Gelernter does, however, inadvertently if somewhat belligerently, get to the real point of the singular-they debate when he asks: “Why should I worry about feminist ideology while I write? Why should I worry about anyone’s ideology? Writing is a tricky business that requires one’s whole concentration, as any professional will tell you; as no doubt you know anyway.” Yes, writing is a tricky business. Largely because it’s about communicating with other human beings. Unlike computer programming, where a deterministic and strictly logical computer is the ultimate arbiter of the meaning of your creation, writing is about conveying thoughts from your mind to that of your reader, a process that is neither deterministic nor entirely logical. For better or worse, readers can be thrown for a loop by clumsy diction, abstruse vocabulary, or violation of what they consider norms, whether grammatical or social. The harsh reality of a writer’s life is that some readers will be jolted out of their concentration by a singular they while others, who would have glided right past it, will trip over a gender-neutral he.1 There’s no good way out of this mess, at least in the short term. I do believe that for Gelernter, and for many others, sentences using a singular they really do “skreak like fingernails on a blackboard.” That they do so for silly, historical reasons is no consolation. (That Gelernter considers them evidince that feminism is destroying the possibility of rational thought is, however, just stupid.) On the other hand, I’m quite certain that singular they will prevail in the long run. It was standard usage long before the 18th-century grammarians put their oar in and it is even more attractive now for people who wish to avoid implying that executives and grammarians are always men. It also follows the pattern set when the plural pronoun you drove out the singular thou.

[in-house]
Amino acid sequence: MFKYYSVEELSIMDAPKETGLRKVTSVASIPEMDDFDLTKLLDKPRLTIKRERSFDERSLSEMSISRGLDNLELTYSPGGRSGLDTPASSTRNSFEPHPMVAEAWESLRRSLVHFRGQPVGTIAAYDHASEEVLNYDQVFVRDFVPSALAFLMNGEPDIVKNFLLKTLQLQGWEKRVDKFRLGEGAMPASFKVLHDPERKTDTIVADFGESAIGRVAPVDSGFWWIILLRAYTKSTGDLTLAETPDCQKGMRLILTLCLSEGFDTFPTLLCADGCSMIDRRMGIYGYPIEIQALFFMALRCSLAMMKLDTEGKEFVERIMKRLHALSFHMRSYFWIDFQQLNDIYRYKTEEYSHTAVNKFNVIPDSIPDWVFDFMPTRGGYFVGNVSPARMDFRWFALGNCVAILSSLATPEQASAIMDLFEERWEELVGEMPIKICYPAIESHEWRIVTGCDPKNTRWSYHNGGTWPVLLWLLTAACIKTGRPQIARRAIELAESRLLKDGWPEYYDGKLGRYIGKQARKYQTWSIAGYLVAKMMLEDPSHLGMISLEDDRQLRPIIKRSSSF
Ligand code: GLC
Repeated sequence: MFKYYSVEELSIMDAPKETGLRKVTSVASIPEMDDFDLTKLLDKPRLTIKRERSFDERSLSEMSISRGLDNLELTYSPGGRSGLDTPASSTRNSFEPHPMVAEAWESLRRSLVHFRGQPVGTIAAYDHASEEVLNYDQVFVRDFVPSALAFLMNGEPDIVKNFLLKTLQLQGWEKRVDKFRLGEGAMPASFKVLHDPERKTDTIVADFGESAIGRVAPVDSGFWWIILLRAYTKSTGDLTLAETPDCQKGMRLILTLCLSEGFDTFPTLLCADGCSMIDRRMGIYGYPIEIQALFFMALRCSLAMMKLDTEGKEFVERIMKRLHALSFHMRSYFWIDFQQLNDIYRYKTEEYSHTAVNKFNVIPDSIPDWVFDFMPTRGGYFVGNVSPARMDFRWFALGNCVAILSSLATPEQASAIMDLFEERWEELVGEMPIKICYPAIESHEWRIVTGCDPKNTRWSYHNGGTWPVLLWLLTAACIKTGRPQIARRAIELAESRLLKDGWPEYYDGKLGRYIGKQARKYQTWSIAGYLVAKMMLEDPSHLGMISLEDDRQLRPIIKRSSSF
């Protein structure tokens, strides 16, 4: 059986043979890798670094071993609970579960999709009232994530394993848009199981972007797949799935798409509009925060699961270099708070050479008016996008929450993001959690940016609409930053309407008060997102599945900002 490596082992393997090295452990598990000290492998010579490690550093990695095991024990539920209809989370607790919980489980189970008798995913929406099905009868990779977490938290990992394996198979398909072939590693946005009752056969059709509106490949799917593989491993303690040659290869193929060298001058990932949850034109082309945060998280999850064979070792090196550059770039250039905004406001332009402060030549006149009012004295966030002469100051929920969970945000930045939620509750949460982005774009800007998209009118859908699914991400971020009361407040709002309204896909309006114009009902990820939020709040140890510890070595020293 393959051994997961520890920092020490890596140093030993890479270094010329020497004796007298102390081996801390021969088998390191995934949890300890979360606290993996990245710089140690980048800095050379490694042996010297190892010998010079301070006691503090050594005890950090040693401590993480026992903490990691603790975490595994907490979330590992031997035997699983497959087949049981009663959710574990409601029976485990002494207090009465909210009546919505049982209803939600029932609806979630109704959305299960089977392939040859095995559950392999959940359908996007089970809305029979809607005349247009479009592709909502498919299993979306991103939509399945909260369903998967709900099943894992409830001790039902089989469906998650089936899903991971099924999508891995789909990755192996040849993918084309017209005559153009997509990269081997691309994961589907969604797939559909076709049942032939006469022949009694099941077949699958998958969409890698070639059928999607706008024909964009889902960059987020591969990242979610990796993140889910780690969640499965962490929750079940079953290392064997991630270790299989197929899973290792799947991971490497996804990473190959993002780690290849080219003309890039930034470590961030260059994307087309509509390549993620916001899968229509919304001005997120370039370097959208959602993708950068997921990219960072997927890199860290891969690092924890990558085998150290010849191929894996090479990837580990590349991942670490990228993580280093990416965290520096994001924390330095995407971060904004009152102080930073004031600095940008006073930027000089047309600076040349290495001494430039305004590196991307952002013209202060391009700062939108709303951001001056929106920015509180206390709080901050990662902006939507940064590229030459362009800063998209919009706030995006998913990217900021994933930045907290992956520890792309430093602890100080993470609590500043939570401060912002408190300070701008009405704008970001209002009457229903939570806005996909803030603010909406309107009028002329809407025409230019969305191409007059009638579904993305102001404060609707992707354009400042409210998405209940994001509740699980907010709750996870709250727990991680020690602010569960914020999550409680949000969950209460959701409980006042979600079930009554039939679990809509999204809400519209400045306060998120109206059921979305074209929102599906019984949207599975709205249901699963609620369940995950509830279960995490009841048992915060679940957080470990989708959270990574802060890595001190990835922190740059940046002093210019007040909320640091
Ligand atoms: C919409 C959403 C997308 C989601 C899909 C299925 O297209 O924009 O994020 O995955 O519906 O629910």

So I do my part by using singular they in my own writing. And any writer who wants to reclaim the English language from the dead hand of the 18th-century Academic-Industrial Complex, well, they should do likewise.

1. And some of us will be distracted by both, noting both singular theys and gender-neutral hes as instances of a writerly choice.

Uh oh!

September 25, 2007

Today I interviewed Donald Knuth for my book Coders at Work. The contents of the interview will, of course, be published in the book itself, but before the interview proper started he told me something that’s a bit worrisome. According to Knuth (who may have been relating something someone told him) there are three kinds of people: people who have written no books, people who have written one book, and people who have written many books. I guess unless I stop now my fate is sealed.

How to write a book

April 10, 2007

In my first entry on this blog I mentioned the Gigamonkey Four-Step Algorithm for Writing a Book. In the past week, I’ve twice had occasion to explain this algorithm to someone. Rather than wait for a third occasion, I figured I’d write it down. Here it is.

Step 1 Write the index. Write down, in no particular order, every word, phrase, name, and concept that you would expect to appear in a well-prepared index of your book, assuming the darn thing was already written.